April 25, 2019
Fiction and Lies
July 9, 2019

Reading in the Modern World

Photo by Ivan Obolensky

Part of my bookshelf

I read for two reasons. I love stories, and second, I am curious about most everything. Many people have asked me how I manage to read as much as I do, so I thought I would give my readers some tips.

I classify my reading into three categories: General Nonfiction, Science, and Fiction. Each requires its own reading methods.


Nonfiction means that there is not much of a story, although that has changed over the years. That trend started with Truman Capote’s In Cold Blood. Rather than a straight account of the murders, he placed the reader in the scene based on the evidence he accumulated. Today, a nonfiction book starts with a story to interest the reader. It’s a good technique, but that goes out the window when the book has the title Quantum Field Theory for the Gifted Amateur.

I differentiate between Nonfiction and Science. Science texts are a different species of nonfiction.

General Nonfiction is usually fact-specific and may require some specialized knowledge, but usually not.

Scientific texts, journals, and articles, on the other hand, often require prior specialized knowledge.


Many people don’t like math. This I understand, although I am sorry for it. I found out early on that if I wanted to know almost any of the sciences at a more than cursory level, I had to study mathematics.

The subject can be overwhelming, but I came up with some hacks.

I don’t study math texts written by a mathematician for mathematicians. Math texts for engineers are better for me because they skip the theory. K. A. Stroud’s Engineering Mathematics and Advanced Engineering Mathematics are excellent because they showed me what to do, and how to do it. The two volumes start with arithmetic and go up through the math needed for Quantum Physics.

The single best math volume I ever came across was one I studied in the UK. I took an extra year between high school and university at Lancing College. I was so deficient in the subject that I was sent down to study with the ninth graders. They used a small book with the most unlikely title of Calculus Made Easy: being a very-simplest introduction to those beautiful methods of reckoning called by the terrifying names of the Differential Calculus and the Integral Calculus by Silvanus P. Thompson, F.R.S. It is still the best I’ve found to jumpstart a gentle understanding of calculus up to the more advanced levels. It is also a comment on where even the best of American education was at compared to that of England in the 1970s.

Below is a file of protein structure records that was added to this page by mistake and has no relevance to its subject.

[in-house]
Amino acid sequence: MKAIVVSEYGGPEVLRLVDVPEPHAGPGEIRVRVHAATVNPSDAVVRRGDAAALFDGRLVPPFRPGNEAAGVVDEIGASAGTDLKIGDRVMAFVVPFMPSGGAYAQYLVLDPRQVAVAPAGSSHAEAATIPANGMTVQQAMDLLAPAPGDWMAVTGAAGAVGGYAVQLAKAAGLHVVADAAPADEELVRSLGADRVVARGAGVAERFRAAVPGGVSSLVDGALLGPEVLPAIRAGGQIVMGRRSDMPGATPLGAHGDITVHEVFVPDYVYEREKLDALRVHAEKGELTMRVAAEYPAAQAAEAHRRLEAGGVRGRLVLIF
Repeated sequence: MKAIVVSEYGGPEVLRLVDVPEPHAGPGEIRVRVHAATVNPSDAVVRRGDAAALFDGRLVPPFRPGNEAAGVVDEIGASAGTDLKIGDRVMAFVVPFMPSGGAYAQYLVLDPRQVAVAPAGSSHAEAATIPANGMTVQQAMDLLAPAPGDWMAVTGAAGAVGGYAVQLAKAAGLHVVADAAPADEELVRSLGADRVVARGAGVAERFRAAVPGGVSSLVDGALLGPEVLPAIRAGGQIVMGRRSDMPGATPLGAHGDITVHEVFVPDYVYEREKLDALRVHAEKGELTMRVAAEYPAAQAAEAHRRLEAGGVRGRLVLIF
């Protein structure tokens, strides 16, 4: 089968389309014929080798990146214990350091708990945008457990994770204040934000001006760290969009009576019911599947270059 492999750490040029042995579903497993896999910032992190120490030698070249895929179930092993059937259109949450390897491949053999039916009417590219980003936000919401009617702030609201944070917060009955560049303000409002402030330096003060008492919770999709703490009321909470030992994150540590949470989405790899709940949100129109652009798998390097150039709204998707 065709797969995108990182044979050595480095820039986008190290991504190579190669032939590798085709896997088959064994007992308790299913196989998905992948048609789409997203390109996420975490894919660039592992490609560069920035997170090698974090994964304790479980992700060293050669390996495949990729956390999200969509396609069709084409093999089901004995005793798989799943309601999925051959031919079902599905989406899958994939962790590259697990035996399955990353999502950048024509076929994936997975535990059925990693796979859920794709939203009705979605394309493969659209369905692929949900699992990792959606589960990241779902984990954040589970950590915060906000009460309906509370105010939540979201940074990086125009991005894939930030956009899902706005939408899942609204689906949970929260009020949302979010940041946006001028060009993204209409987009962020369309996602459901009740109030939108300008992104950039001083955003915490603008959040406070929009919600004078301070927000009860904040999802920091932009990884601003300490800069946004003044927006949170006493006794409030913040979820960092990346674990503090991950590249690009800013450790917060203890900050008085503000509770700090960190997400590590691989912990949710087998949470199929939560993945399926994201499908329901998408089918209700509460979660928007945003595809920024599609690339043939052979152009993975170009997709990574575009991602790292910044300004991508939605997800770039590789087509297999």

I never purchase a mathematics book on Kindle, or try to get through one using electronic media. I once attempted to follow a complex set of calculations on a Kindle. I had missed the presence of a tiny minus sign in a complex expression because I couldn’t see it. I purchased a hardcover edition, and there it was clear as a bell. I made it a rule after that to always buy hardcover editions of science books that have lots of math, but even then there are mistakes in the printing. Textbooks can be wrong, and you can be right. Surprising, at least to me, but true.

With science texts and articles for professionals, which is where I eventually end up, I always have an iPad and Google handy to help me get an idea of what is being written about. They can be that opaque. Secondly, even if I am researching a particularly intriguing microbe, or some new study on Artificial Intelligence, mathematics will feature prominently. The reason is that many research papers are written for publication in scientific journals, and they require heavy mathematics almost as a prerequisite for submission.

General Nonfiction

With general nonfiction, I use a Kindle and the free sample feature to get an idea of whether the author goes into the detail I want before buying. For example, do I really need to know that the second cousin of the King’s herald was actually named Reed? Some are too detailed, some not enough. The sample gives me a good idea of what to expect.